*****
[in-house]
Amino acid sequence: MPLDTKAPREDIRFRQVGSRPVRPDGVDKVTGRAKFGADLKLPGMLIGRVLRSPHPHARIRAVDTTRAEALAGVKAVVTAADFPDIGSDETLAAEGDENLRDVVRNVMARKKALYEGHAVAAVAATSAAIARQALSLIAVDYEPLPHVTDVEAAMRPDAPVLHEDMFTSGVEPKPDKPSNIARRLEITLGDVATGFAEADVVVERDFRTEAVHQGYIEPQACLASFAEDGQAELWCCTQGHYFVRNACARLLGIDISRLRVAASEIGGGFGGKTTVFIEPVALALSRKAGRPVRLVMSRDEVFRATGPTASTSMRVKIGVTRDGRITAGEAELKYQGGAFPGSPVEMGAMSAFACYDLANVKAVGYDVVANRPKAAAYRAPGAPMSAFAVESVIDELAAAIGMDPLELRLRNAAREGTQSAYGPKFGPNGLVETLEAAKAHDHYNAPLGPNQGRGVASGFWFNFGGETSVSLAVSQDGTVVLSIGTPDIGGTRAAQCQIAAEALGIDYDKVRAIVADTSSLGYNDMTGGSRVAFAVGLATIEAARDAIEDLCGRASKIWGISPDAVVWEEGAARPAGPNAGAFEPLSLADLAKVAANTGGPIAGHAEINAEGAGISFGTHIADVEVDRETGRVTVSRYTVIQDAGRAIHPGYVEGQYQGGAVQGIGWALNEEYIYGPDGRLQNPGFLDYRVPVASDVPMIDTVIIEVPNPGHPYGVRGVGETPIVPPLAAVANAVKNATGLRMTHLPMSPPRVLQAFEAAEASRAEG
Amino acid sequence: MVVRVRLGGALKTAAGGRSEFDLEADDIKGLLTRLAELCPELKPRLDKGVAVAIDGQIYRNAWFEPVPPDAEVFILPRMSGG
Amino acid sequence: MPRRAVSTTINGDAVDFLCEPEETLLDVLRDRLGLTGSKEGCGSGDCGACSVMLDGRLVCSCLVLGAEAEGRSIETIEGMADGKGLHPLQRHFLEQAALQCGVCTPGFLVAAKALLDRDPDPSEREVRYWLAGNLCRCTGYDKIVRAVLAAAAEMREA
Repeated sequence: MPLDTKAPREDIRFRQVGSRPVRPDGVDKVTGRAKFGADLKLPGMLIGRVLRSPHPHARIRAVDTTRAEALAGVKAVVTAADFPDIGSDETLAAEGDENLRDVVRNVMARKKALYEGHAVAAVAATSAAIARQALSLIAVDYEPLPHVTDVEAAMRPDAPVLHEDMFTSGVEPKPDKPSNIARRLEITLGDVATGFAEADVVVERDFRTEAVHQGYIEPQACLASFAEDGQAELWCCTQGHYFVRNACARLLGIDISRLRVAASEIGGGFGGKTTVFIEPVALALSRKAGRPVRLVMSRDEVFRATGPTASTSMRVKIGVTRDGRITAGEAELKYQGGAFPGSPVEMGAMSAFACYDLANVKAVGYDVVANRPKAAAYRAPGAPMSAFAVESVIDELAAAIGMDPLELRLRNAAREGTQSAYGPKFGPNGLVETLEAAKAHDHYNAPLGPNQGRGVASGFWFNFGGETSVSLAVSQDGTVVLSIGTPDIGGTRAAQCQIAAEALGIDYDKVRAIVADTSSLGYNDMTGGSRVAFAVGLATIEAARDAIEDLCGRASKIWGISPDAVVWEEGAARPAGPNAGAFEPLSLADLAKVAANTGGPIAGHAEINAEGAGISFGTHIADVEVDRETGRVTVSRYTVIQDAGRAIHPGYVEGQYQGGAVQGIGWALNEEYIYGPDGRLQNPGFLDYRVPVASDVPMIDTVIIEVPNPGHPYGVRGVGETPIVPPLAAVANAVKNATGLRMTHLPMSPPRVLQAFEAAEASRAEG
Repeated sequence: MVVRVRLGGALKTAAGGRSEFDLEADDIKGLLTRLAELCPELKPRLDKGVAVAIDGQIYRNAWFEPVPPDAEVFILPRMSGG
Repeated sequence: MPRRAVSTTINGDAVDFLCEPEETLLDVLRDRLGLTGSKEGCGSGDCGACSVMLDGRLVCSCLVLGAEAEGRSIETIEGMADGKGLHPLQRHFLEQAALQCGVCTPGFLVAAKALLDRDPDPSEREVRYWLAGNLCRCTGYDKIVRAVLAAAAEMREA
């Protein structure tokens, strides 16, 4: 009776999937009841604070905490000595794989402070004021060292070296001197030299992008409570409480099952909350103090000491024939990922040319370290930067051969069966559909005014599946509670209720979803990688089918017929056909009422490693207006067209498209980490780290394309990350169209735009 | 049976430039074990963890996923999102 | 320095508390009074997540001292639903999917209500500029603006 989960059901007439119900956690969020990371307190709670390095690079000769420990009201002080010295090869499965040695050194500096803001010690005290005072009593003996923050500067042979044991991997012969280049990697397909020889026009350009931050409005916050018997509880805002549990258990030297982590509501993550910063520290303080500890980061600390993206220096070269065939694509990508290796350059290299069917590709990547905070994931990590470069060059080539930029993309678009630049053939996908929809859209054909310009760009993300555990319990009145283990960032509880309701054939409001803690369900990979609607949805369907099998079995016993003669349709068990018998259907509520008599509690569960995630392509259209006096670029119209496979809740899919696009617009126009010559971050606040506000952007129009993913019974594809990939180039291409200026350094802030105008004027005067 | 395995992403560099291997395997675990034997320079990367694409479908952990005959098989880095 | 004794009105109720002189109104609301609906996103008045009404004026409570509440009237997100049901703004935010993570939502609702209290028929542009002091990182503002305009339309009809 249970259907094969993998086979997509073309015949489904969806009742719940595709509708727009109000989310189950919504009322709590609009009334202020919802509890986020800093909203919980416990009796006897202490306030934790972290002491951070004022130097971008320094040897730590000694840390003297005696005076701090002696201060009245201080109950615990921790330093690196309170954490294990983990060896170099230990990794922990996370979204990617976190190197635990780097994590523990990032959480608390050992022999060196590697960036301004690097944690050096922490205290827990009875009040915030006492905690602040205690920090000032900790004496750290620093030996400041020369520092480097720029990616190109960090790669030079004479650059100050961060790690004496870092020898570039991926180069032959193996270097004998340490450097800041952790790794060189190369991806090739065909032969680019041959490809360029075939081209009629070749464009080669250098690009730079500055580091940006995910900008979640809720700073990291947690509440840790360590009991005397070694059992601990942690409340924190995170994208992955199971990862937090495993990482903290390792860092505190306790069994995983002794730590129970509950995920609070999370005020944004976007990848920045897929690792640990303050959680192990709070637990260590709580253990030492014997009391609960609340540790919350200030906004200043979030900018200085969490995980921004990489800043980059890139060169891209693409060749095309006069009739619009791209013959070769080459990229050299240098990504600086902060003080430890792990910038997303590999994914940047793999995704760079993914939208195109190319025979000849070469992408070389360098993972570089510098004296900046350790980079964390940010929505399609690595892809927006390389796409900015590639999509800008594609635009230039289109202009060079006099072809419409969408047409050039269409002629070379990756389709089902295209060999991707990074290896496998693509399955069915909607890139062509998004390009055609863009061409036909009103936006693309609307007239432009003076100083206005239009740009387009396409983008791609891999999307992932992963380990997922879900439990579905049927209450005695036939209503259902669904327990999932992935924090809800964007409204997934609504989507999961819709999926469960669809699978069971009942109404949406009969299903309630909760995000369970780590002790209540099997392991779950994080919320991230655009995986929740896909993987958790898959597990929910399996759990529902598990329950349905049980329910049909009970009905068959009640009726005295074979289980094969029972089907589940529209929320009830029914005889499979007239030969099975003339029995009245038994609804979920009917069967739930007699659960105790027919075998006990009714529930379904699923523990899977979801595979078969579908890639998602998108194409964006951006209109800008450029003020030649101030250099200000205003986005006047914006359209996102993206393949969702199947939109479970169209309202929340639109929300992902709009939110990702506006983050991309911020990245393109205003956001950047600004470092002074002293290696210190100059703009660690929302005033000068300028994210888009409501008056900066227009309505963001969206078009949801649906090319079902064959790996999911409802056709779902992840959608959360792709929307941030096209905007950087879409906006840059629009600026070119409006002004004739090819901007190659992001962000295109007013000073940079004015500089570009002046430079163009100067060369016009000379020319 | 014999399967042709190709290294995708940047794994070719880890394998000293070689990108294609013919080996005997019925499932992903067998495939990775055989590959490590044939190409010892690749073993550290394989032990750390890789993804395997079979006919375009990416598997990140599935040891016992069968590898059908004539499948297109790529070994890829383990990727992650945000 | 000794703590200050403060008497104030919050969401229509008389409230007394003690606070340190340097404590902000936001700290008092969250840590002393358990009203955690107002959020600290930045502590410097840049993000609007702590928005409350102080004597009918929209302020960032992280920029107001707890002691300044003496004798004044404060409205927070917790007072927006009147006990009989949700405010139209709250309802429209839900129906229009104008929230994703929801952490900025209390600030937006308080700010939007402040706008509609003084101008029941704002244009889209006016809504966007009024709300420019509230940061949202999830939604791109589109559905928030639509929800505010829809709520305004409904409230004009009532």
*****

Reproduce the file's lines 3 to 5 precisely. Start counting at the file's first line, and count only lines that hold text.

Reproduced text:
Amino acid sequence: MVVRVRLGGALKTAAGGRSEFDLEADDIKGLLTRLAELCPELKPRLDKGVAVAIDGQIYRNAWFEPVPPDAEVFILPRMSGG
Amino acid sequence: MPRRAVSTTINGDAVDFLCEPEETLLDVLRDRLGLTGSKEGCGSGDCGACSVMLDGRLVCSCLVLGAEAEGRSIETIEGMADGKGLHPLQRHFLEQAALQCGVCTPGFLVAAKALLDRDPDPSEREVRYWLAGNLCRCTGYDKIVRAVLAAAAEMREA
Repeated sequence: MPLDTKAPREDIRFRQVGSRPVRPDGVDKVTGRAKFGADLKLPGMLIGRVLRSPHPHARIRAVDTTRAEALAGVKAVVTAADFPDIGSDETLAAEGDENLRDVVRNVMARKKALYEGHAVAAVAATSAAIARQALSLIAVDYEPLPHVTDVEAAMRPDAPVLHEDMFTSGVEPKPDKPSNIARRLEITLGDVATGFAEADVVVERDFRTEAVHQGYIEPQACLASFAEDGQAELWCCTQGHYFVRNACARLLGIDISRLRVAASEIGGGFGGKTTVFIEPVALALSRKAGRPVRLVMSRDEVFRATGPTASTSMRVKIGVTRDGRITAGEAELKYQGGAFPGSPVEMGAMSAFACYDLANVKAVGYDVVANRPKAAAYRAPGAPMSAFAVESVIDELAAAIGMDPLELRLRNAAREGTQSAYGPKFGPNGLVETLEAAKAHDHYNAPLGPNQGRGVASGFWFNFGGETSVSLAVSQDGTVVLSIGTPDIGGTRAAQCQIAAEALGIDYDKVRAIVADTSSLGYNDMTGGSRVAFAVGLATIEAARDAIEDLCGRASKIWGISPDAVVWEEGAARPAGPNAGAFEPLSLADLAKVAANTGGPIAGHAEINAEGAGISFGTHIADVEVDRETGRVTVSRYTVIQDAGRAIHPGYVEGQYQGGAVQGIGWALNEEYIYGPDGRLQNPGFLDYRVPVASDVPMIDTVIIEVPNPGHPYGVRGVGETPIVPPLAAVANAVKNATGLRMTHLPMSPPRVLQAFEAAEASRAEG